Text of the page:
Modi Says No Border Intrusion in Wake of Deadly Clash with China
By Anjana Pasricha June 20, 2020
Days after 20 Indian soldiers were killed in a bloody clash with Chinese soldiers along their Himalayan border, Indian Prime Minister Narendra Modi said that India has not lost any territory.
"Nobody has intruded into our border, neither is anybody there now, nor have our posts been captured," Modi said in televised comments that followed a meeting on Friday with top opposition leaders to discuss the crisis.
His remarks are being seen as an effort to cool tensions following the most serious clash in nearly five decades between the nuclear-armed neighbors whose border in the high Himalayas has many disputed stretches.
India and China have accused each other of instigating the clash that occurred Monday night in eastern Ladakh, an icy, barren desert mountain region that has strategic significance for both countries.
Earlier in the week, Indian Foreign Minister Subrahmanyam Jaishankar had told his Chinese counterpart that the dispute was triggered after "the Chinese side sought to erect a structure in Galwan valley on our side of the LAC," according to a statement by the Indian foreign ministry. The LAC refers to the Line of Actual Control that demarcates the unsettled border between them.
"The entire country is hurt and angry at the steps taken by China," Modi said. "India wants peace and friendship, but upholding sovereignty is foremost."
The clash has led to a wave of popular anger in India. The hand-to-hand fighting involved crude weapons that included stones and clubs -- a photo doing the rounds on social media in India apparently shows rods studded with nails.
For its part, China says that it was Indian troops who crossed the LAC and built fortifications and barriers on the Chinese side. "The right and wrong is very clear and the responsibility lies entirely with the Indian side," Chinese foreign ministry spokesman Zhao Lijian said Friday.
A long-standing protocol between the two armies prohibits the use of guns and explosives along the border, which is patrolled by troops that are often close to each other.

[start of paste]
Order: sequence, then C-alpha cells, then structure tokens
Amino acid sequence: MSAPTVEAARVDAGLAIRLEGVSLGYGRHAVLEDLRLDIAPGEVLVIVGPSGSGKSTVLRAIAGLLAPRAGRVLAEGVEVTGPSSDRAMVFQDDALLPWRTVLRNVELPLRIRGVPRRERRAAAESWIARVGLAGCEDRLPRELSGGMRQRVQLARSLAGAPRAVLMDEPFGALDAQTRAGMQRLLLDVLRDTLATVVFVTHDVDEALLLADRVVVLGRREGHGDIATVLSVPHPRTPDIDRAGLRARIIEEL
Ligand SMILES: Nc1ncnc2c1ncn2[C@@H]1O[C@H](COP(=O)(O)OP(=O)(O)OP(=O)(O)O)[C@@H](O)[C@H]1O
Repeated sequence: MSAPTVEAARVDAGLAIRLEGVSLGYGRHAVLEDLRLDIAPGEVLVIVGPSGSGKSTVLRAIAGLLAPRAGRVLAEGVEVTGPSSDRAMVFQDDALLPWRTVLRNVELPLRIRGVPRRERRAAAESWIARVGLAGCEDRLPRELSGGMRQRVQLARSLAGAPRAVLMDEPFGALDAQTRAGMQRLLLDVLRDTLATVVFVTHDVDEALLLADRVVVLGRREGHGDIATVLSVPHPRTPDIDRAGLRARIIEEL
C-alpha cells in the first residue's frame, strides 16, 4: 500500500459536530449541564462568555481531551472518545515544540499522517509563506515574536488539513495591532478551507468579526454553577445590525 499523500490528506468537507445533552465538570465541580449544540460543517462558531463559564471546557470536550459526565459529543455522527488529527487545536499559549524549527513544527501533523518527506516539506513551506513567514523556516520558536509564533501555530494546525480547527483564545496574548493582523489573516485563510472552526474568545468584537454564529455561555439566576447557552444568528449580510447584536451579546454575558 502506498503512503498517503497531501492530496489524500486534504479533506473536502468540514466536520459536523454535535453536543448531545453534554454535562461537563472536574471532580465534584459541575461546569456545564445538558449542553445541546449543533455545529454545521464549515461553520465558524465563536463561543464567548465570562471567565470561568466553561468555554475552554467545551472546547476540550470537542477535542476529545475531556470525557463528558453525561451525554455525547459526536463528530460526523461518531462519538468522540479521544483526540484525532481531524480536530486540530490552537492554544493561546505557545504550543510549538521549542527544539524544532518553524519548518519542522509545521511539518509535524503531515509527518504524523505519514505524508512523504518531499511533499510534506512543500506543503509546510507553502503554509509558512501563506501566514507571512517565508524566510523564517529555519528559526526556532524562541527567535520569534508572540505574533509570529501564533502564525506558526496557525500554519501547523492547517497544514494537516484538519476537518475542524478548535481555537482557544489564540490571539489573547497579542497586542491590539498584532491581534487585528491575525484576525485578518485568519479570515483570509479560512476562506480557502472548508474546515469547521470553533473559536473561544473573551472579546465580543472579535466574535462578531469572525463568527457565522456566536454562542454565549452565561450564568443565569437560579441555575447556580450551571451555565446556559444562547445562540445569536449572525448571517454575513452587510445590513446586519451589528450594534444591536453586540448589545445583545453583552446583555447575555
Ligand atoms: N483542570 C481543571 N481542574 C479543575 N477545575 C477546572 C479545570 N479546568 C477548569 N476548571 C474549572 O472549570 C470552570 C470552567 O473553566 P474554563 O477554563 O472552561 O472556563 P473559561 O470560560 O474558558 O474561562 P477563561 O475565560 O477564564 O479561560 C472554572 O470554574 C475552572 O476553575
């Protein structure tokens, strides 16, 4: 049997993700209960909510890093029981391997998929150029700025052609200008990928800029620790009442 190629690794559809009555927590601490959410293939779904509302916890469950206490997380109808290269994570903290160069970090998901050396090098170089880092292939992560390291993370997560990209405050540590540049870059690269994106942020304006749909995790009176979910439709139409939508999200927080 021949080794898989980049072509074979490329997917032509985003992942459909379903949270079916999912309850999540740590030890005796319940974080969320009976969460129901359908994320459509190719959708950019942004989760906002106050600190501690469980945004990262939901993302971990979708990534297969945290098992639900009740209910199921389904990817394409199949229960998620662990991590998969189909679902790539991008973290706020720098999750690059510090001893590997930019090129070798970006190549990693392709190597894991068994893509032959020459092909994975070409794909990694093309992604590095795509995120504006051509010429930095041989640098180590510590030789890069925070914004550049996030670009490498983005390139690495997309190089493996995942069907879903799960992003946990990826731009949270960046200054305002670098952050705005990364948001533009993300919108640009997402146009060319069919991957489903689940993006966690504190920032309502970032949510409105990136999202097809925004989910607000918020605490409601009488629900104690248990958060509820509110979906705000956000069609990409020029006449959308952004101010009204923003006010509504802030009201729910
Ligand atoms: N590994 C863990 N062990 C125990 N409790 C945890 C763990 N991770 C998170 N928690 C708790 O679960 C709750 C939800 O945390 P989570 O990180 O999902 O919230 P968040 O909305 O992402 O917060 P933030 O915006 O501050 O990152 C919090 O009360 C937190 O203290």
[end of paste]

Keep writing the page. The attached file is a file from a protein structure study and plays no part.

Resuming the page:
According to reports in the Indian media, 76 Indian soldiers were also wounded in the clash.
Modi vowed to defend the border, saying that India's armed forces had been given a free hand to take all necessary steps and were capable of protecting Indian territory.
The incident has intensified a standoff that began in early May when Indian officials accused Chinese troops of crossing the border at three places.
Attempts to defuse tension
The Times of India newspaper reported Saturday that India has moved fighter jets to air bases facing China and deployed additional warships in the Bay of Bengal region in a signal that it is prepared for an escalation. In the past month both countries had already deployed additional forces following tensions that were sparked by Indian accusations that China has entered Indian territory.
Military commanders have been holding talks since the clash to defuse the tensions and both countries have said they want a peaceful resolution. But so far there appears to be no breakthrough. Both countries say they are also communicating through diplomatic channels.
Opposition parties have slammed the government for not detecting what it says are Chinese intrusions and called for tough action in getting China to leave Indian territory. "Does the government not receive, on a regular basis, satellite pictures of the borders of our country?" Sonia Gandhi, leader of the opposition Congress Party, has asked.
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